Kristall in 1997
Module statistics
COSPAR ID1990-048A
Part ofMir
Launch dateMay 31, 1990 10:33:20 (1990-05-31UTC10:33:20) UTC
Launch vehicleProton-K
DockedJune 10, 1990 10:47:22 UTC
ReentryMarch 23, 2001 05:50:00 UTC
Mass19,640 kg (43,300 lb)
Length11.9 m (39 ft)
Diameter4.35 m (14.3 ft)
Pressurised volume60.8 m3 (2,150 cu ft)

The Kristall (Russian: Кристалл, lit.'Crystal') (77KST, TsM-T, 11F77T) module was the fourth module and the third major addition to Mir. As with previous modules, its configuration was based on the 77K (TKS) module, and was originally named "Kvant 3". It was launched on May 31, 1990 on Proton-K. It docked to Mir autonomously on June 10, 1990.


Isolated view of Kristall

Kristall had several materials processing furnaces. They were called Krater 5, Optizon 1, Zona 2, and Zona 3. It also had a biotechnology experiment called the Aniur electrophoresis unit. These experiments were capable of generating 100 kg of raw materials for use on Earth. Located in the docking node was the Priroda 5 camera which was used for Earth resources experiments. Kristall also had several astronomy and astrophysics experiments which were designed to augment experiments that were already located in Kvant-1. Kristall's solar panels were also different from others on Mir. They were designed to be "collapsible" which means that they could be deployed and retracted several times. One of Kristall's solar panels was removed and re-deployed on Kvant-1 in 1995. That solar panel was later disposed of in November, 1997. Kristall also carried six gyrodines for attitude control and to augment those already on the station. The control system of Kristall was developed by the JSC "Khartron"[1] (Kharkiv, Ukraine).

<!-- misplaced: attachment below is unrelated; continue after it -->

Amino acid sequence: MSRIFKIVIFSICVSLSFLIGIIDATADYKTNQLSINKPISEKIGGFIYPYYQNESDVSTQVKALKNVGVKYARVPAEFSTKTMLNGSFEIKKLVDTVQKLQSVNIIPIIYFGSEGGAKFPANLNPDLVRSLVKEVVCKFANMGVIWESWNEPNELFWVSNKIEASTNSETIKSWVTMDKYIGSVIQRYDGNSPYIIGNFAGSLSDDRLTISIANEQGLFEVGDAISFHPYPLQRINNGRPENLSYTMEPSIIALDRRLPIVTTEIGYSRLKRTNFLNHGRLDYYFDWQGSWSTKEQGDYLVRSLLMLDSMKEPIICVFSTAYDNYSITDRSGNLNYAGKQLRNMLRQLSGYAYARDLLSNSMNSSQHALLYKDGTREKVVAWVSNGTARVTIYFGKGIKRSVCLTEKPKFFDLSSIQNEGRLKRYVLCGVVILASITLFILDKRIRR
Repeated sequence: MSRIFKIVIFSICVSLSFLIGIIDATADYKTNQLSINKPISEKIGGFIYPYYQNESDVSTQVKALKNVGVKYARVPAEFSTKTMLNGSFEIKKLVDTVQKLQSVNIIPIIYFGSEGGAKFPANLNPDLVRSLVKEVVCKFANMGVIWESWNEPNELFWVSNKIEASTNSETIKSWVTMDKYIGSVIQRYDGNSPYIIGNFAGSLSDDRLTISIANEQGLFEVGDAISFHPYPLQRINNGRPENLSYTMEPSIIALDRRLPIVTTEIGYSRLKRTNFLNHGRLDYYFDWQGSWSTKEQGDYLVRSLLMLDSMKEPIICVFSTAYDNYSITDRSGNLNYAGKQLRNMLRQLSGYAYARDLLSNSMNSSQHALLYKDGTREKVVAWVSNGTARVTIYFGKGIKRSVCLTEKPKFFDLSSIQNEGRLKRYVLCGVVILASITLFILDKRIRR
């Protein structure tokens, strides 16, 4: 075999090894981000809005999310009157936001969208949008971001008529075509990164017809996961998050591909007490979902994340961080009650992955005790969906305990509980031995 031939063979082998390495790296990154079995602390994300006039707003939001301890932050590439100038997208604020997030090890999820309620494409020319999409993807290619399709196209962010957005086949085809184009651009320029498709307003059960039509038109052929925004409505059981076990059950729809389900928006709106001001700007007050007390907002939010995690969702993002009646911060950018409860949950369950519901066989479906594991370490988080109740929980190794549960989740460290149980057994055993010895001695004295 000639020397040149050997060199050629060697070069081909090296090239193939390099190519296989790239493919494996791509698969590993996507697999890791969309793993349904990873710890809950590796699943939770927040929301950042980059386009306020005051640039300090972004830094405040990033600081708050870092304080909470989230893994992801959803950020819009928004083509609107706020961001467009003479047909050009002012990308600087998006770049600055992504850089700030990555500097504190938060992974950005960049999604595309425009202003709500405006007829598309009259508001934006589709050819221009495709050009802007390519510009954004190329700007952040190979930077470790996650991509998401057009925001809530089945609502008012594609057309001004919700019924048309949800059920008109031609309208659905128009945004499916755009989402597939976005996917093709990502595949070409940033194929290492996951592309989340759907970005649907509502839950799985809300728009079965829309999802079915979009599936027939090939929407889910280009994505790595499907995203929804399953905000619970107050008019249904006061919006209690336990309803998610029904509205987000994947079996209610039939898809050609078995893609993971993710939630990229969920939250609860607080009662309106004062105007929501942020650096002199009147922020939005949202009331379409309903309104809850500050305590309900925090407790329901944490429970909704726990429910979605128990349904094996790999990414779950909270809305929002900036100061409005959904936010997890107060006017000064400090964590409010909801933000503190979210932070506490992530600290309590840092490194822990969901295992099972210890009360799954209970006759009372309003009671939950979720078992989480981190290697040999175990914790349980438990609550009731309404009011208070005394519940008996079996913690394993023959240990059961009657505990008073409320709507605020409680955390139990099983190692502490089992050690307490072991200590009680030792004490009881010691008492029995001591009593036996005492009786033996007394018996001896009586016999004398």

List of experiments:

Relation to Buran and Space Shuttle programs

APAS-89 docking mechanisms on Kristall
Cut-way view of Kristall

The most notable feature of Kristall was its relation to the Soviet Buran program. Kristall carried two APAS-89 designed to be compatible with the Buran shuttle. One unit was located axially and the other was located radially. After the cancellation of the Buran program in 1993, the lateral docking port found use for the Shuttle-Mir Program. The radial port was never used. The axial port was tested by the modified Soyuz TM-16 spacecraft in 1993 in preparation for Shuttle dockings. On May 26, 1995, Kristall was moved from the -Y port on the Mir base block to the -X port. It was then moved on May 30 to -Z port in preparation for the arrival of the Spektr module. On June 10, Kristall was moved back to -X port to prepare for the upcoming Shuttle docking. The first Space Shuttle docking occurred in 1995 during STS-71 by the Space Shuttle Atlantis. On July 17, 1995, Kristall was moved one last time to its permanent position at the -Z port. For Buran dockings, the entire procedure of moving Kristall would have to be used.

On STS-74, the next Shuttle docking, Atlantis carried a docking module that was attached to Kristall. This allowed future Shuttle dockings to be carried out without the module rearrangement that had needed previously.